Friends and Political Strangers
It’s been two weeks since we hosted the political conversation between Peter Feaver and Ian Baucom over at Trinity. I’ve wanted to post an entry ever since, but the press of other duties have kept me quiet. It may be too late. The glory of the evening fades, like the glory of Moses’ face when he came down off the mountain. But there still might be a shine to it worth pointing out.
Someone said that it was the best thing that had happened at Trinity in a long time. Those kind of statements are easy to dismiss, but I might believe this one. I’ve heard from a lot of folks who found the evening to be important and even inspiring. Not everyone was pleased (more on that later), but ten to one the comments have been positive. And numerous. I heard another glowing remark about the Feaver-Baucom event the other night at the book club discussion of Blood Done Sign My Name. Glowing is the right word here—a little glimpse of God’s glory, I think. I’m reminded of John Ames’ remark, the elderly Congregationalist minister in Marilynne Robinson’s Gilead: “Wherever you turn your eyes, the world can shine like transfiguration.” Sometimes we only see dust-covered embers, but now and then the world glows extravagantly. Often we get a private glimpse of that glow—like the bright vista of autumn colors incandescent against the blue, blue sky, on a solitary hike. But sometimes we all see it together, and that’s part of the fun and the glory. I think we all saw it together two weeks ago. All 150 of us—or however many it would take to fill the Great Room to capacity and then line the walls and spill out into the halls. “The world is charged with the grandeur of God,” as Hopkins says. I was glad to be there to see it.
For those who weren’t there, here’s what happened. Ian and Peter are both Trinity parents, both Duke professors, both Christians. They are the best of friends, and yet they stand on opposite sides of many political questions. We wanted to bring them together to talk about politics in the context of their friendship, on the premise that friendship might just be a more important issue for Christian discipleship than politics. Not that politics is unimportant—we didn’t bring them together to talk about basketball. But that politics needs to find its place. Politics is too easily like the jerk in Jesus’ parable, the one who sits himself down at the head of the table. And then the host comes along and tells him to move on down to the other end. In a school, one wants to be able to talk about politics without idolizing it. Anyway, Peter and Ian talked for ninety minutes and I’m sure we could have gone another ninety and kept many people there. They did a marvelous job.
We murder to dissect, and I don’t want to dull the glow of the evening by trying to analyze it. But I will name three things that might account for some of the glory. First was the pre-eminence of Christ. Both men were quick to say that they were Christians first, and that everything else, including politics, needed to get in line behind that. It is their unity in Christ which binds them together across some pretty serious divides. Ian is downright radical in many of his views, and Peter worked for the Bush White House. They could easily be at one another’s throats. The second glory was their humility. These are knowledgeable guys, but they did not come across as proud or puffed up. They didn’t pontificate or posture. They laughed at themselves. With more learning than most of us can imagine, they are still learning. And then there was the level of discourse, which was exceedingly high. In a world of media shouting matches on TV and text messages from the candidates and Robo calls on our home voice mail, it was really refreshing to hear two intellectuals talk about issues. I know I learned a lot from the evening, and I expect most people did.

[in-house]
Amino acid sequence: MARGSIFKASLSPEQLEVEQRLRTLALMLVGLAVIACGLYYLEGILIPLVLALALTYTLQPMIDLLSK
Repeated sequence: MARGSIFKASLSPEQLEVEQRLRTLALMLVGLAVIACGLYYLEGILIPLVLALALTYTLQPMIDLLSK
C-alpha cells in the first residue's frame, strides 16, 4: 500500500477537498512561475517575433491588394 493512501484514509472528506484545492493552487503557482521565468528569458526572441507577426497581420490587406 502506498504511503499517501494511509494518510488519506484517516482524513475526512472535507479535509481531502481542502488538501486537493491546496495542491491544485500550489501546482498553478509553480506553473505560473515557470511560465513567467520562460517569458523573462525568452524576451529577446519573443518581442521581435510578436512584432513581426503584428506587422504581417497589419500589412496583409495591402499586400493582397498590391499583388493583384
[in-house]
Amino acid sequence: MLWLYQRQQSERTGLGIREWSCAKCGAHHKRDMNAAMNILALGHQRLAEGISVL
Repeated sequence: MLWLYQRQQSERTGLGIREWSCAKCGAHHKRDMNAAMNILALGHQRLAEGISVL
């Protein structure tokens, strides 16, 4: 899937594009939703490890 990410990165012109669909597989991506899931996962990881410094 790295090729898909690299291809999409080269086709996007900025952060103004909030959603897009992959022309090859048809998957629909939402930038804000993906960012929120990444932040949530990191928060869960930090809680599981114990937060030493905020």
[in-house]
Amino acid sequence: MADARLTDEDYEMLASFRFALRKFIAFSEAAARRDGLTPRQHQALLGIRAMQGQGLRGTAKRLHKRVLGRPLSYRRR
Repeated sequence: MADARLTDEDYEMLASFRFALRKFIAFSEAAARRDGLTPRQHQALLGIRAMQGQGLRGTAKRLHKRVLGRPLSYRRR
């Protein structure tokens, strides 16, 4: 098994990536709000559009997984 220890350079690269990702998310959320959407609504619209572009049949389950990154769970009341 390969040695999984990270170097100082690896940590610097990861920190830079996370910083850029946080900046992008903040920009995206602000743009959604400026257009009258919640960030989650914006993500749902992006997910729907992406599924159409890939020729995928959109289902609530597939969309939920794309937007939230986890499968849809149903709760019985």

One of the reasons people liked the evening so much was that this kind of interaction (Christocentric, humble, intellectually engaging) embodies what we value at Trinity. Peter and Ian modeled for us some of the things we want most for our students, as well as for ourselves. If our classrooms can be places where discourse happens within the context of friendship, we will be a long way toward fulfilling our mission.
Credit where credit is due. I think the idea for this kind of evening was born, or at least was suckled, in a conversation Steve Larson and I had one day when we drove over to Duke to hear Jim Wallis speak (sorry, Peter). I’d been thinking since the last election, really since the Clinton scandal and the first Bush election, that we needed to do a better job of helping our students navigate these political waters. Kym Gardner, our Middle School teacher, was working on getting Ian and Peter to come to his class, and the idea seemed so good that we wanted to open it up to a wider Trinity audience. Finally, I want to thank Ian and Peter. They really put their friendship on the line. These issues are so divisive and potentially explosive that it could have gone badly. I’m deeply grateful to them and so glad we gave it a try.
Not everyone was thrilled with the evening. Some felt we kept the gloves on too much. I’m no Tim Russert (I moderated), and some of the more trenchant questions people had did not get asked. I may have made it too easy on them. They might have been harder on each other, but let’s remember that there was a pretty big audience.
Some have asked why we didn’t record the evening. It was Ian and Peter’s preference that we keep it a live performance. Not because these guys are afraid of publicity (though, of course, it’s easy to imagine a sound bite or a brief You-Tube scene which could be easily misinterpreted), but because friendship is one of those precious things that is best seen live, up close and personal. So, sorry if you missed the evening. Hope we can do something like this again. I’d love to hear people’s ideas for future events.